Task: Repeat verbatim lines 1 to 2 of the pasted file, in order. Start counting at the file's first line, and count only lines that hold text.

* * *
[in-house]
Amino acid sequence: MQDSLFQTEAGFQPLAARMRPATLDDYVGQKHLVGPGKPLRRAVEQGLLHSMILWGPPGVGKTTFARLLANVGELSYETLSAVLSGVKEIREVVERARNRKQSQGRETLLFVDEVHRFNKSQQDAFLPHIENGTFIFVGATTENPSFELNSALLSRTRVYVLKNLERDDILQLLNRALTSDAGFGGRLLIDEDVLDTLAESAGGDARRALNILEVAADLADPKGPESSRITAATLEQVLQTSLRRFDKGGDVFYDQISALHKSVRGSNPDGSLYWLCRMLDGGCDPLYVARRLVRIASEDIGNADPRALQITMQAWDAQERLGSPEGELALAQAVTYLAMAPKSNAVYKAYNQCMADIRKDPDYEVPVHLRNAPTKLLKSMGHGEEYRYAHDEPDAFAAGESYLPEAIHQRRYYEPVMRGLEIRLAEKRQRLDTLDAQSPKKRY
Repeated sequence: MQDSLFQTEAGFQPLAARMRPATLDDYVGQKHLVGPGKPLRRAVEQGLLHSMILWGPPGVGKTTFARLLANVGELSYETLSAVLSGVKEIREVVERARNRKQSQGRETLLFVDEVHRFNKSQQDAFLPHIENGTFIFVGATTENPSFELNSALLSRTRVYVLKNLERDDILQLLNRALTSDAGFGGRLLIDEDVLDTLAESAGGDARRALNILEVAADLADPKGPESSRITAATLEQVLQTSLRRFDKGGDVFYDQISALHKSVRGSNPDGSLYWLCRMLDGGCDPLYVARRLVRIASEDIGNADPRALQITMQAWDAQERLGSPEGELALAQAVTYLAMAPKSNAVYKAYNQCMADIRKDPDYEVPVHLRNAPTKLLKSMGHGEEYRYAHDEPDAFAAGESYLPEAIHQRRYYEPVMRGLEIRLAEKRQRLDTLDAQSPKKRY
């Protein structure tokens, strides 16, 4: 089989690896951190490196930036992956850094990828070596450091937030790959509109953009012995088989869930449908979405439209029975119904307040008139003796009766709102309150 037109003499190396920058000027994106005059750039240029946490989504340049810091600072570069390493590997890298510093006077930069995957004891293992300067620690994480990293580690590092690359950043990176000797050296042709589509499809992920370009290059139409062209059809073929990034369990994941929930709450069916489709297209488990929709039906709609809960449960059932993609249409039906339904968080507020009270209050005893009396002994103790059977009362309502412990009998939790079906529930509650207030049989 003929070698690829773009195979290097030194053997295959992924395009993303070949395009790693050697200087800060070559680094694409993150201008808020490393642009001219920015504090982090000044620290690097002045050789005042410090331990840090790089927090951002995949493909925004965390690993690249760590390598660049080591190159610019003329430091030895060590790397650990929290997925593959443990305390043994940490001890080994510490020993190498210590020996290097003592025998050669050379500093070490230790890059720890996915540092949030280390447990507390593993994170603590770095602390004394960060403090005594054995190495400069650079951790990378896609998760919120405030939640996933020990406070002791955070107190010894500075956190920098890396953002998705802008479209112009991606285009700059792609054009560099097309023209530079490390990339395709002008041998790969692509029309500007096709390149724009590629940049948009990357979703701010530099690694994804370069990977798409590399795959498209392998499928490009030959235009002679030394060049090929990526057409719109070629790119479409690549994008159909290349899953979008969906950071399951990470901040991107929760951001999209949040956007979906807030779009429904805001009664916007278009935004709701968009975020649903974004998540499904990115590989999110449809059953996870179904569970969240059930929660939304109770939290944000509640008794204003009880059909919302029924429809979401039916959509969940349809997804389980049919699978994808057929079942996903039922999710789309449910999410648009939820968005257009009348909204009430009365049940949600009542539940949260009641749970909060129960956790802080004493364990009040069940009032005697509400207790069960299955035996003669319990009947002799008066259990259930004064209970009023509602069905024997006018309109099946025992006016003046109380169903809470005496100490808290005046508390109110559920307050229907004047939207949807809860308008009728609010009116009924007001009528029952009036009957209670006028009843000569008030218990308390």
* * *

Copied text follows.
[in-house]
Amino acid sequence: MQDSLFQTEAGFQPLAARMRPATLDDYVGQKHLVGPGKPLRRAVEQGLLHSMILWGPPGVGKTTFARLLANVGELSYETLSAVLSGVKEIREVVERARNRKQSQGRETLLFVDEVHRFNKSQQDAFLPHIENGTFIFVGATTENPSFELNSALLSRTRVYVLKNLERDDILQLLNRALTSDAGFGGRLLIDEDVLDTLAESAGGDARRALNILEVAADLADPKGPESSRITAATLEQVLQTSLRRFDKGGDVFYDQISALHKSVRGSNPDGSLYWLCRMLDGGCDPLYVARRLVRIASEDIGNADPRALQITMQAWDAQERLGSPEGELALAQAVTYLAMAPKSNAVYKAYNQCMADIRKDPDYEVPVHLRNAPTKLLKSMGHGEEYRYAHDEPDAFAAGESYLPEAIHQRRYYEPVMRGLEIRLAEKRQRLDTLDAQSPKKRY